Also if you have lights on a roof rack make sure you keep 'em covered.
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#12
ChrisJB

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Here's a link I keep handy for just such occasions:

http://www.dmv.ca.go...vctop/vc/vc.htm

:D

Also if you have lights on a roof rack make sure you keep 'em covered.




Thanks for the link!

Thankfully cost of vehicle registration isnt going to cost a whole lot more then what I am paying now. I am paying about $127 a year for the neon and $350 a year for the rover. The cost of car insurance is going to scare me. I pay about $160 a month now for both vehicles. Waiting to hear back from a state farm agent in SF on a quote.

#13
Phil.

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now that you've got the legal/illegal issue sorted out, i think it depends on the cop. mars got pulled over in college for front tint, but never in the bay area. we've gone thru multiple cars w/o front license plates. we won't get pulled over just for that, but if you get pulled over for something else like a moving violation, it'll get tacked on as a fix it if the cop notices. that's when having temporarily visually challenged cop friends who'll sign off on your fix it tickets really helps.

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#14
ChrisJB

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I am finally interviewing for a position in California. Job market isnt really hot right now understandably, so most likely ill just relocate to CA will Dell. I am interviewing for a position in San Jose. I don't know too much about the city as I have never been. I have been doing a lot of research online and I am reading a lot of disgruntled residents and hearing things from "your car will get broken into everynight" or "the police will kick your ass if your out past 10". I am finding that San Jose is a little bit cheaper then SF. I have found a decent amount of pet friendly rooms to rent. In SF I had a hard time finding a room to rent that will let me keep my dog. So any thoughts/advice on SJ?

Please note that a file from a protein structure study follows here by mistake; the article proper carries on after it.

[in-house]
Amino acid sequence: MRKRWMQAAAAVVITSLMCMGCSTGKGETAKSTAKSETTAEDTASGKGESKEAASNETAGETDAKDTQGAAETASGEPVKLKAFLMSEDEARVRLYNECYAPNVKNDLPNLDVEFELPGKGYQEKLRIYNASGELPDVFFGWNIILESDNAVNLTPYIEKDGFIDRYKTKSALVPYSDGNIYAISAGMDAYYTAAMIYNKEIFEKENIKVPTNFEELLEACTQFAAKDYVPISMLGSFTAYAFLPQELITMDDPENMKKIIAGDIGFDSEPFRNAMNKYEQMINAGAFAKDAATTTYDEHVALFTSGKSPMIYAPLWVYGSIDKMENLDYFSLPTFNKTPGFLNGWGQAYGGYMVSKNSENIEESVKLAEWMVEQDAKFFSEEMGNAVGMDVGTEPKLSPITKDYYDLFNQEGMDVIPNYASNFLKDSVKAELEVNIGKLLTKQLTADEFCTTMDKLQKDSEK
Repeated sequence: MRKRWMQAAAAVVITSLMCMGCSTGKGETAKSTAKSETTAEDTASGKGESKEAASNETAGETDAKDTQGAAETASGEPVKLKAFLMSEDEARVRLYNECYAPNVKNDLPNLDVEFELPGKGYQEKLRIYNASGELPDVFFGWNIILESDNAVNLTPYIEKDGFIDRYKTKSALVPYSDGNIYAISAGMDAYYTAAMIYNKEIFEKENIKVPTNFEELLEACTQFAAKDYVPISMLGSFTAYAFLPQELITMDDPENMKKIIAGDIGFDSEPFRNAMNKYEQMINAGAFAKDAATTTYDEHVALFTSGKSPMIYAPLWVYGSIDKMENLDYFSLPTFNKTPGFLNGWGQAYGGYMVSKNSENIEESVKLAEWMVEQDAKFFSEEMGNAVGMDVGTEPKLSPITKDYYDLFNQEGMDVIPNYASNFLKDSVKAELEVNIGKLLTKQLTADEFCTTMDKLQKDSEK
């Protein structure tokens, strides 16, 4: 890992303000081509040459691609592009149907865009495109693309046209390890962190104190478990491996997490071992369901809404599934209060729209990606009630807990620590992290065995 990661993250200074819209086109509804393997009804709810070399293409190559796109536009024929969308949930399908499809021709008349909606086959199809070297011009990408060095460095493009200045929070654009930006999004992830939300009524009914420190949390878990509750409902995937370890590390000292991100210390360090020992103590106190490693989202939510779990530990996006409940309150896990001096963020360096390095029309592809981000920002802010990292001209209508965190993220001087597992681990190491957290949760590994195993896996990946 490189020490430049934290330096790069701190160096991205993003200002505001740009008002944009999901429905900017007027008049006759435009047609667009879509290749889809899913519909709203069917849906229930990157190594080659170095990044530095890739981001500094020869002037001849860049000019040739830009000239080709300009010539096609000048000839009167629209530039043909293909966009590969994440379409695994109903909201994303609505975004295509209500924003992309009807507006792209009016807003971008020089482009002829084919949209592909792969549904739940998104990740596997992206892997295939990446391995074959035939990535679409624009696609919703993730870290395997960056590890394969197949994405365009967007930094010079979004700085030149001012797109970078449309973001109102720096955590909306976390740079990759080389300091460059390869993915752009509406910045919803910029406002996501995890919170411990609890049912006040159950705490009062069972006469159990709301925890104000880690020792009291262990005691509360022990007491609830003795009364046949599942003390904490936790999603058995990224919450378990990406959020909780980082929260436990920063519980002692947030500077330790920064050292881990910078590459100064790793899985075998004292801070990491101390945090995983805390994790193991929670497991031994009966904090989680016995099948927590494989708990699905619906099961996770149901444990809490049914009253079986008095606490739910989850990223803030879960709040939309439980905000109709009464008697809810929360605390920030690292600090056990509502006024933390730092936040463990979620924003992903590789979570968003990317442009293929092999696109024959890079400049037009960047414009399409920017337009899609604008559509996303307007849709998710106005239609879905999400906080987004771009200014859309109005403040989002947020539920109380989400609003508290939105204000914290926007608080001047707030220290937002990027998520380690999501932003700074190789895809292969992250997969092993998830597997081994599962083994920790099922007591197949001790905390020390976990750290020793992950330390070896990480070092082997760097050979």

#15
Phil.

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just like any city, there are good areas and bad areas. east san jose is one of the not so great areas and where i suspect you've read about those complaints. and if you go to south san jose, you're practically out of the bay area and traffic in/out is not fun. i think it really depends on where you're working and how close/far you want to be from work.

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#16
RON CT110

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I am interviewing for a position in San Jose. I don't know too much about the city as I have never been.


Very exciting Chris!

One positive thing about living in San Jose (from a 4x4 enthusiast standpoint), you are closer to Hollister vs living in SF.

But truly, if you want to be near high concentration of high-tech companies, you are in the right place. Adobe Systems, Cisco, Ebay, HP... among others.

Also if you need to further your education, you have San Jose State University.

As far as housing, rent a room (save money vs renting your own apt) since you're single; check out CL in the S. Bay for room for rent; and also learn about San Jose's neighborhoods: http://en.wikipedia....ods_of_San_Jose